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Abstract

Many aspects of the Californian approach to controlling the greenhouse gases that cause climate change now have a sufficient track record to provide potential models or lessons for national and even international action. In comparison, the state's efforts on climate change adaptation, although multifaceted, are less well developed and thus far have focused largely on information sharing, impact assessments, and planning.

Abstract

Malabon City is in Metro Manila, the National Capital Region of the Philippines. It is part of a sub-region called CAMANAVA (composed of the cities of CAloocan, MAlabon, NAvotas and VAlenzuela) located in the northern part of Metro Manila Bay and situated in the estuary of several river deltas. Malabon is one of the most densely populated cities in the country and its low-lying, flat terrain makes it prone to frequent flooding, especially during high tides, heavy rains and when river and dams overflow.

Abstract

The U.S. Department of Agriculture (USDA) Climate Change Adaptation Plan presents strategies and actions to address the effects of climate change on key mission areas including agricultural production, food security, rural development, and forestry and natural resources conservation.

Location

Town of Guilford
31 Park Street
06437 Guilford , CT
United States
41° 16' 58.5264" N, 72° 40' 51.2508" W
Connecticut US

Project Summary

The Town of Guilford, Connecticut released its Community Coastal Resilience Plan in May 2014.

Location

United States
41° 17' 19.3452" N, 72° 40' 27.9552" W
US
Organization Overview: 

This Long Island Sound shoreline town is a combination residential and summer community. Five miles in width and 12 miles in length, the town contains 47.6 square miles and a population of 21,000. Flanked on the west by Branford and on the east by Madison, these shoreline towns are suburbs to urban New Haven.

Guilford has a small, historic, charming atmosphere which is highlighted by its rustic character and individuality. The town seeks to maintain its value and character as it continues the development of its commercial and industrial area in the southern section.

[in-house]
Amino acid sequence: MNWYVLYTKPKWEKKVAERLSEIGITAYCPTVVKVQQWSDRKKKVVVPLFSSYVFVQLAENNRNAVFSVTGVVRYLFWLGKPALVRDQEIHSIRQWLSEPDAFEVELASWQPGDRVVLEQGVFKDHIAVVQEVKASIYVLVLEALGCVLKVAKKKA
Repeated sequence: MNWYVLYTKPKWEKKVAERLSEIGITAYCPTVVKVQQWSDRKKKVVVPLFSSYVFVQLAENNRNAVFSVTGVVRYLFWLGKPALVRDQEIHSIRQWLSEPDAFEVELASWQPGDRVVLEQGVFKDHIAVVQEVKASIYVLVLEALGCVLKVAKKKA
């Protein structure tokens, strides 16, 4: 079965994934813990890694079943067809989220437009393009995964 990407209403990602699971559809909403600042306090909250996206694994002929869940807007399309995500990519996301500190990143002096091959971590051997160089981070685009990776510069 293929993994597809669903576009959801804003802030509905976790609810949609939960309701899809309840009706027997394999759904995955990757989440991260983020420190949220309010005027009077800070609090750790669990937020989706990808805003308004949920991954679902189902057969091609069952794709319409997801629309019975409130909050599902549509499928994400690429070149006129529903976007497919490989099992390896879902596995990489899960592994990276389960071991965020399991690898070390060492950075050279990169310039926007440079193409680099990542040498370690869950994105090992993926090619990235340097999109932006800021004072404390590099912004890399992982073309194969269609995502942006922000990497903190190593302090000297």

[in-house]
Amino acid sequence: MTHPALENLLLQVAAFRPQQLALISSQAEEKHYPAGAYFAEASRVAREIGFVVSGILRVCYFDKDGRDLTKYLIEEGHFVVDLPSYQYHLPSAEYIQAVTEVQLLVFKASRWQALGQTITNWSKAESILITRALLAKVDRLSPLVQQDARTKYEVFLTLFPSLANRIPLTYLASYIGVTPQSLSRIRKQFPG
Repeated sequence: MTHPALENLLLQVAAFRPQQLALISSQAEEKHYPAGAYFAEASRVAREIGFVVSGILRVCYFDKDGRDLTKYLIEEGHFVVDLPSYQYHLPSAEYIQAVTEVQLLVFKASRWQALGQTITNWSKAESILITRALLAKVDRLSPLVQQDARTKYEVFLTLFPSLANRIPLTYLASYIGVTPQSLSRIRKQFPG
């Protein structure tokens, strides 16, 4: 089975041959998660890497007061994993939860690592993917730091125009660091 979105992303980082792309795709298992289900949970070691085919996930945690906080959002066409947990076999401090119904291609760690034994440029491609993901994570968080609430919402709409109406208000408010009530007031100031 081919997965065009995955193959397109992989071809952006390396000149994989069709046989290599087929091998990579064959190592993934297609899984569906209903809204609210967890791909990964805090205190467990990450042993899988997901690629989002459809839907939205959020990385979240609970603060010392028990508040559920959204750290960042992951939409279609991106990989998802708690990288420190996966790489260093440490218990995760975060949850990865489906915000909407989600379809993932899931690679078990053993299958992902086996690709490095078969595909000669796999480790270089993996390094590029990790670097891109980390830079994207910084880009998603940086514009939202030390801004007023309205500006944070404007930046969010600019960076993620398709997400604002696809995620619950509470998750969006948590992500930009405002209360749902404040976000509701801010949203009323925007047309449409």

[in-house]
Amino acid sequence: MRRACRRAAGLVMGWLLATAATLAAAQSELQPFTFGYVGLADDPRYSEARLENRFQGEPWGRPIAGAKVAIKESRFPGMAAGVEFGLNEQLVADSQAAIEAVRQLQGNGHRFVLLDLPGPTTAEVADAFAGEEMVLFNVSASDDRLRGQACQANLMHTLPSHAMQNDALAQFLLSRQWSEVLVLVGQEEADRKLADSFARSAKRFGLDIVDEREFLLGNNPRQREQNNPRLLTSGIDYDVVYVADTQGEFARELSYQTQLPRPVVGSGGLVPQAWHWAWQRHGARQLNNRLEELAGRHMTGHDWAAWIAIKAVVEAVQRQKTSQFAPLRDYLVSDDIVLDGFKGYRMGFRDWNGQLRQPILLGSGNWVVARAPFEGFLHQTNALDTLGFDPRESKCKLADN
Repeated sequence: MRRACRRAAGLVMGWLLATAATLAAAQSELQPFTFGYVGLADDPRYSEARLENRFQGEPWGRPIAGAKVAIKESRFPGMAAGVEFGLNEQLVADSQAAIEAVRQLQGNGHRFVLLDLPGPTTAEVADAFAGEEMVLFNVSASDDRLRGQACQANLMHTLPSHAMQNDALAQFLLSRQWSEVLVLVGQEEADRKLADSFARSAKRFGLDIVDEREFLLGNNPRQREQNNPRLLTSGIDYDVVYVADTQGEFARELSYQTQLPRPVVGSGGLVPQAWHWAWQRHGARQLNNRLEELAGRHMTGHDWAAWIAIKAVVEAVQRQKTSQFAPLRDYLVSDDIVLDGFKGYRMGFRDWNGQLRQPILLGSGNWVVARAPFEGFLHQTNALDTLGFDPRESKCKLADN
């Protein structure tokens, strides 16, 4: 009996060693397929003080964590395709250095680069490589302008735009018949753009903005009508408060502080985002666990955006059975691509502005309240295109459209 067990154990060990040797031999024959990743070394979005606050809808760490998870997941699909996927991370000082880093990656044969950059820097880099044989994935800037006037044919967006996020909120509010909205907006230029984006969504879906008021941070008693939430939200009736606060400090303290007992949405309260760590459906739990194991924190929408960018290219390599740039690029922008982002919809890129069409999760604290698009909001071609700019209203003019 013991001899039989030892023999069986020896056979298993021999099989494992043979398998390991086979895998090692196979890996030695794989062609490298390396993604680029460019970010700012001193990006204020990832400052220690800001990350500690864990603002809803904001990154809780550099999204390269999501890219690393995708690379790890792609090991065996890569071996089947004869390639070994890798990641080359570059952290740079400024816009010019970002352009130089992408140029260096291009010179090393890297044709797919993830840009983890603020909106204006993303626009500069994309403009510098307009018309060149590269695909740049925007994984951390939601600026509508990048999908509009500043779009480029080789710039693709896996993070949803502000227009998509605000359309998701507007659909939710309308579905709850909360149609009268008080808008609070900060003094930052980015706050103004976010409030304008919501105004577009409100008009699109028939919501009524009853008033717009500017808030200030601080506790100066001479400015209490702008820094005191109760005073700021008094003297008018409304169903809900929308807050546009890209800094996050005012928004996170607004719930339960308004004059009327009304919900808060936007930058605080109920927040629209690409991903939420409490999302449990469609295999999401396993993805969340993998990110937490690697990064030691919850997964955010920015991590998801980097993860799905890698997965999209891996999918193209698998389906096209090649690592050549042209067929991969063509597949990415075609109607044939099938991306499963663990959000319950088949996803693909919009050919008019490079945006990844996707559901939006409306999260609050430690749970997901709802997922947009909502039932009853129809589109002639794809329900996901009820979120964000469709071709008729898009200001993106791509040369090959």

Adaptation work: 

Abstract

Coastal resilience is the ability to resist, absorb, recover from, and adapt to coastal hazards such as daily  inundation caused by sea level rise, increased flooding, and more frequent and intense storm surges. The residents of Guilford recognized the risks associated with occupying coastal areas prior to Tropical Storm Irene and storm Sandy, but these recent events have underscored the fact that property owners and the town bear a heavy financial burden to recover from these types of events.

Location

Bridgeport Town Hall
999 broad street
06604 bridgeport , CT
United States
41° 10' 35.9184" N, 73° 11' 28.9284" W
Connecticut US

Project Summary

The Bridgeport Climate Preparedness Workshops: Summary of Findings report is the culmination of an engagement process focused on comprehensively reducing risk and improving resilience in the City of Bridgeport, Connecticut through a community-driven process. This effort identified the top priority adaptation actions for the city derived through stakeholder consensus.

Abstract

In 2011 a partnership formed between the City of Bridgeport, Greater Bridgeport Regional Council, The Nature Conservancy, Clean Air Cool Planet, and the Regional Plan Association to address climate impacts in Bridgeport, Connecticut. The partnership's focus was on increasing awareness of risks associated with extreme weather and natural and climate-related hazards, and assessing the risks, strength and vulnerabilities within the City of Bridgeport. This focus was achieved through a series of Climate Preparedness Workshops in 2012.

Abstract

An increasing trend towards consolidation and sharing of infrastructure in the US telecommunications sector is increasing vulnerability to climate risks, according to a new report funded by the US General Services Administration (GSA). 

Location

United States
36° 55' 11.0712" N, 76° 10' 5.5668" W
US

Project Summary

In 2010, the Federal Highway Administration (FHWA) selected five pilot teams from across the country to test a climate change vulnerability assessment model. This conceptual model guided transportation agencies through the process of collecting and integrating climate and asset data in order to identify critical vulnerabilities.

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